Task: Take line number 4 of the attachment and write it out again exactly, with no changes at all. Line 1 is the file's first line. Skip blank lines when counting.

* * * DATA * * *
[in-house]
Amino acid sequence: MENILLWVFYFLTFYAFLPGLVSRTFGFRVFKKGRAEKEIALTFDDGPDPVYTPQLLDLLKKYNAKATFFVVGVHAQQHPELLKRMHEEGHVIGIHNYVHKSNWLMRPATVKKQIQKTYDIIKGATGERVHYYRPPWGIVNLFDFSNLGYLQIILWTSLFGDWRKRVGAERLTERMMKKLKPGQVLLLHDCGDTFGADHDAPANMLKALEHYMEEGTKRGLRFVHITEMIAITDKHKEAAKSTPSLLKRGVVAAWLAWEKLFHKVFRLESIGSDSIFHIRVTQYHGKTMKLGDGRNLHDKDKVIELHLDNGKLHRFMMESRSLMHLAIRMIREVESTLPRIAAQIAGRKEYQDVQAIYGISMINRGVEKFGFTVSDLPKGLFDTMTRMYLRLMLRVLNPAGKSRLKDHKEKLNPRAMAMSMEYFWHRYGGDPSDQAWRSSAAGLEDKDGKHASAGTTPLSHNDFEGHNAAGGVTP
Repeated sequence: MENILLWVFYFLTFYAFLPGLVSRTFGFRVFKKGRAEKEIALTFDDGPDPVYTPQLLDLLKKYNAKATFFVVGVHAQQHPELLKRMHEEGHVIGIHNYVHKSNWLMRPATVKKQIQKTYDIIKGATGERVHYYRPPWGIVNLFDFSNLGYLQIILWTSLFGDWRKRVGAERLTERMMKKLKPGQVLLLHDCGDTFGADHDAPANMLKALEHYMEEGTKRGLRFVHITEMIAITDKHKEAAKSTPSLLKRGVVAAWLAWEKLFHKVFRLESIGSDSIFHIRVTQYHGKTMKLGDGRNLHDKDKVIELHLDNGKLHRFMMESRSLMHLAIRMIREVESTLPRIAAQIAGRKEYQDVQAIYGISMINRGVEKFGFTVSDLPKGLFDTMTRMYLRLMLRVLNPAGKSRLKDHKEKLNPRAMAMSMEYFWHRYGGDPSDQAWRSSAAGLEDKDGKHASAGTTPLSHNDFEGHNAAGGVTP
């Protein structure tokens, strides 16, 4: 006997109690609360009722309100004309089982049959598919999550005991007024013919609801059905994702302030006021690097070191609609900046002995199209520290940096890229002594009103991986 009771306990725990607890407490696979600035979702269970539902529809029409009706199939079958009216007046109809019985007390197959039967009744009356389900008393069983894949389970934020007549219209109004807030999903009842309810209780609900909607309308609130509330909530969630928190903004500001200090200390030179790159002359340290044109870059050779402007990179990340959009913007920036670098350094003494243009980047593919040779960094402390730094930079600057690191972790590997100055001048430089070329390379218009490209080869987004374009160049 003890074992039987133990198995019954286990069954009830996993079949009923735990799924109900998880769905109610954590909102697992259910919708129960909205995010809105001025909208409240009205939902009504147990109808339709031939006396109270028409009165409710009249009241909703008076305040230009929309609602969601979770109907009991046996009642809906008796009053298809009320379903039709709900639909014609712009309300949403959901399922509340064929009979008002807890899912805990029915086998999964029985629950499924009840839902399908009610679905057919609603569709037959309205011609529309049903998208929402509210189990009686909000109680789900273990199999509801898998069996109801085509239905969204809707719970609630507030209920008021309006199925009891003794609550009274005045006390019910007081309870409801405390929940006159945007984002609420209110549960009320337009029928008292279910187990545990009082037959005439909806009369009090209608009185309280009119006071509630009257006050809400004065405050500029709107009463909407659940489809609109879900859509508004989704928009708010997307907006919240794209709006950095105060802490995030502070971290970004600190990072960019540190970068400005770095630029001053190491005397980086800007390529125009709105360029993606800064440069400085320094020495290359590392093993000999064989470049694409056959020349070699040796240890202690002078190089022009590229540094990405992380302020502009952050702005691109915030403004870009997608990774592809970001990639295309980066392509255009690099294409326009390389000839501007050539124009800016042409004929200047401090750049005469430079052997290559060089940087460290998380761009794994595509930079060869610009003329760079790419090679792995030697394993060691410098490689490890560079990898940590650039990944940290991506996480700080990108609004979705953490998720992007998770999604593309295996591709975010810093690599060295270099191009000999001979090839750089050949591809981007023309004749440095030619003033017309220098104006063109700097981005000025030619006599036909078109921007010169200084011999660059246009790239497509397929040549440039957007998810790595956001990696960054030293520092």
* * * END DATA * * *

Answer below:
């Protein structure tokens, strides 16, 4: 006997109690609360009722309100004309089982049959598919999550005991007024013919609801059905994702302030006021690097070191609609900046002995199209520290940096890229002594009103991986 009771306990725990607890407490696979600035979702269970539902529809029409009706199939079958009216007046109809019985007390197959039967009744009356389900008393069983894949389970934020007549219209109004807030999903009842309810209780609900909607309308609130509330909530969630928190903004500001200090200390030179790159002359340290044109870059050779402007990179990340959009913007920036670098350094003494243009980047593919040779960094402390730094930079600057690191972790590997100055001048430089070329390379218009490209080869987004374009160049 003890074992039987133990198995019954286990069954009830996993079949009923735990799924109900998880769905109610954590909102697992259910919708129960909205995010809105001025909208409240009205939902009504147990109808339709031939006396109270028409009165409710009249009241909703008076305040230009929309609602969601979770109907009991046996009642809906008796009053298809009320379903039709709900639909014609712009309300949403959901399922509340064929009979008002807890899912805990029915086998999964029985629950499924009840839902399908009610679905057919609603569709037959309205011609529309049903998208929402509210189990009686909000109680789900273990199999509801898998069996109801085509239905969204809707719970609630507030209920008021309006199925009891003794609550009274005045006390019910007081309870409801405390929940006159945007984002609420209110549960009320337009029928008292279910187990545990009082037959005439909806009369009090209608009185309280009119006071509630009257006050809400004065405050500029709107009463909407659940489809609109879900859509508004989704928009708010997307907006919240794209709006950095105060802490995030502070971290970004600190990072960019540190970068400005770095630029001053190491005397980086800007390529125009709105360029993606800064440069400085320094020495290359590392093993000999064989470049694409056959020349070699040796240890202690002078190089022009590229540094990405992380302020502009952050702005691109915030403004870009997608990774592809970001990639295309980066392509255009690099294409326009390389000839501007050539124009800016042409004929200047401090750049005469430079052997290559060089940087460290998380761009794994595509930079060869610009003329760079790419090679792995030697394993060691410098490689490890560079990898940590650039990944940290991506996480700080990108609004979705953490998720992007998770999604593309295996591709975010810093690599060295270099191009000999001979090839750089050949591809981007023309004749440095030619003033017309220098104006063109700097981005000025030619006599036909078109921007010169200084011999660059246009790239497509397929040549440039957007998810790595956001990696960054030293520092």